"It's America's Pastime, and it's steeped in a lot of history," said Rays third baseman Evan Longoria (Longo). "I think a lot of the gear and the dress code was founded around that belief, and we were really behind [the weekend] in terms of guys expressing themselves on the field with what they wear."
"It's pretty cool -- especially for me, someone who played in the Little League World Series," said Mets outfielder Michael Conforto, who says he will wear the moniker of "Scooter" that teammates gave him, reason unbeknownst to him. "It's cool that at the highest level you can still connect to all the kids that are playing the game that we love. For MLB to have an event like Players Weekend dedicated to that is pretty cool."
Game-worn Players Weekend jerseys will be up for bidding at MLB.com/auctions with all net proceeds donated to the MLB-MLBPA Youth Development Foundation, a joint effort established in July 2015 by MLB and the MLBPA with an initial commitment of $30 million focused on improving the caliber, effectiveness and availability of amateur baseball and softball programs across the U.S. and Canada.
"Any time you can benefit and help people out in any way, that's what we're here for, to inspire people and help people out," said Judge, who originally planned to just go with his last name but was convinced otherwise by teammate Todd Frazier (The Toddfather). "We're all blessed to be in this situation to play Major League Baseball. Anything we can do is pretty rewarding."
The players will support the event by posting to social media using #PlayersWeekend.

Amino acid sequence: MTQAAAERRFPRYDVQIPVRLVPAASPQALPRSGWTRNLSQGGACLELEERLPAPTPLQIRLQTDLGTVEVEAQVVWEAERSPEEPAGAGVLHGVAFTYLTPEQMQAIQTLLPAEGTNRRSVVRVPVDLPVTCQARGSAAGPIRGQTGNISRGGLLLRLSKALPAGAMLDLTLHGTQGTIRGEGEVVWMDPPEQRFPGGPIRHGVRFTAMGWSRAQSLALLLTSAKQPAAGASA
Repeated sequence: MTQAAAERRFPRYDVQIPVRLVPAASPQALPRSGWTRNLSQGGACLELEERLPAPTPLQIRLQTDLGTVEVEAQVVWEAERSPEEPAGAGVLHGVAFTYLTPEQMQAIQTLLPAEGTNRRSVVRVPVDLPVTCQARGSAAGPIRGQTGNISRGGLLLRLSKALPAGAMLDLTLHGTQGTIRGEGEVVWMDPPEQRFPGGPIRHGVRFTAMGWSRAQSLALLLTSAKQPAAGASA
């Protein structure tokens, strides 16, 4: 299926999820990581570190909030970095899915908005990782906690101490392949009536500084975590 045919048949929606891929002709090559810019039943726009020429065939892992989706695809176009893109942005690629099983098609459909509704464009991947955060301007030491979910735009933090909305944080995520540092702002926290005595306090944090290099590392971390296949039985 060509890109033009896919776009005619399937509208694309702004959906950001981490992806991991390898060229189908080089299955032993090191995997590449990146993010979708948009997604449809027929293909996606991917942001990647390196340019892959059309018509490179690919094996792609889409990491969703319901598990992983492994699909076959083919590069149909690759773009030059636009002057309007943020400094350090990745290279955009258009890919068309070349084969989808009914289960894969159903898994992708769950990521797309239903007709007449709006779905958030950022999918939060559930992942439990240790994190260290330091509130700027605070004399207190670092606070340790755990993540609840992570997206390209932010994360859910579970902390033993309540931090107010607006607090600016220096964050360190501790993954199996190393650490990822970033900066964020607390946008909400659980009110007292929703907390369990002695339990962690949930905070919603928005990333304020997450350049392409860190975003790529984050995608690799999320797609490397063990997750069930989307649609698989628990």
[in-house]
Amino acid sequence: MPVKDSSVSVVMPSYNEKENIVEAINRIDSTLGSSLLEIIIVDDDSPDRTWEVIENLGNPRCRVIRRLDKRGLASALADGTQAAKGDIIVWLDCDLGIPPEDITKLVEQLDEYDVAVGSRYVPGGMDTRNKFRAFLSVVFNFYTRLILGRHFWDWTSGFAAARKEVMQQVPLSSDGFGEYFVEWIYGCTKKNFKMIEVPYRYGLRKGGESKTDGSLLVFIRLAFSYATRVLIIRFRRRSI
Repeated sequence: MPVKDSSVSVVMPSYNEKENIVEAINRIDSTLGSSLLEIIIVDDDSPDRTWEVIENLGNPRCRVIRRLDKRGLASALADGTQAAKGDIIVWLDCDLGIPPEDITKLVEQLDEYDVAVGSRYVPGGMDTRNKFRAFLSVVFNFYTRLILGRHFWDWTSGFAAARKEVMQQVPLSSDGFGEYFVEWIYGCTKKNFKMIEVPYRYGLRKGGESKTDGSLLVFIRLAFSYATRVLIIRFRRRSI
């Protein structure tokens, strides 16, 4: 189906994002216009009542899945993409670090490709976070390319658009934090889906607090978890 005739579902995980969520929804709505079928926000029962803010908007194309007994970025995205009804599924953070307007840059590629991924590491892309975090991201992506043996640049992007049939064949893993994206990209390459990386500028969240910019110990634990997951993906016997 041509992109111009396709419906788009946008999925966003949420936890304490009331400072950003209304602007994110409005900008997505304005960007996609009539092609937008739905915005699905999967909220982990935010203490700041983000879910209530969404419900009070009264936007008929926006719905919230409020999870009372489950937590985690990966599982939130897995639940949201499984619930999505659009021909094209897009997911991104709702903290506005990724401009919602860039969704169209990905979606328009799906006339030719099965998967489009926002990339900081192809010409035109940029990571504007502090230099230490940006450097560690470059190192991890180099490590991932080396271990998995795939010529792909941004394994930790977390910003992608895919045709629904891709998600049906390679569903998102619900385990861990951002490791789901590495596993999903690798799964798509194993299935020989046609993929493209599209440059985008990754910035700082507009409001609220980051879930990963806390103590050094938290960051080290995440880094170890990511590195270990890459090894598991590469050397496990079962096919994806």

The special features of the Players Weekend games will also be adopted by the Pirates and Cardinals during the MLB Little League Classic to be played Aug. 20 in Williamsport, Pa., during the 2017 Little League World Series. The game, which will celebrate youth baseball, will be played in front of a crowd of primarily Little League players and their families at renovated historic Bowman Field.
Earlier that day, MLB players will attend Little League World Series games and cheer on these [youngsters] as a demonstration of the players' passion and commitment to helping grow the game at the youth level. The MLB Little League Classic will air nationally on ESPN's "Sunday Night Baseball" and ESPN Radio at 7 p.m. ET.
Cardinals pitcher Michael Wacha, who will go with "Wach" (and not Pedro Martinez's "Wacha-Wacha"), grew up in Texas playing in the Dixie Youth Baseball Association. They went to the Dixie World Series back then, and said those were "some of the best times I ever had. We'd road-trip out there, make a little vacation out of it, win some games, and makes lifelong friends."
He said the Little League Classic and Players Weekend bring out the kids in all of them.
"I'm looking forward to it, and I know quite a few guys are as well," Wacha said. "I think we all grew up playing some sort of Little League affiliation, youth baseball, to get us to where we are at now. So it's a big part of growing this game and a big part to these people's success."
Mark Newman is enterprise editor of MLB.com and a baseball writer since 1990. Follow him @Marathoner and read and join other baseball fans on his MLB.com/blogs hub. This story was not subject to the approval of Major League Baseball or its clubs.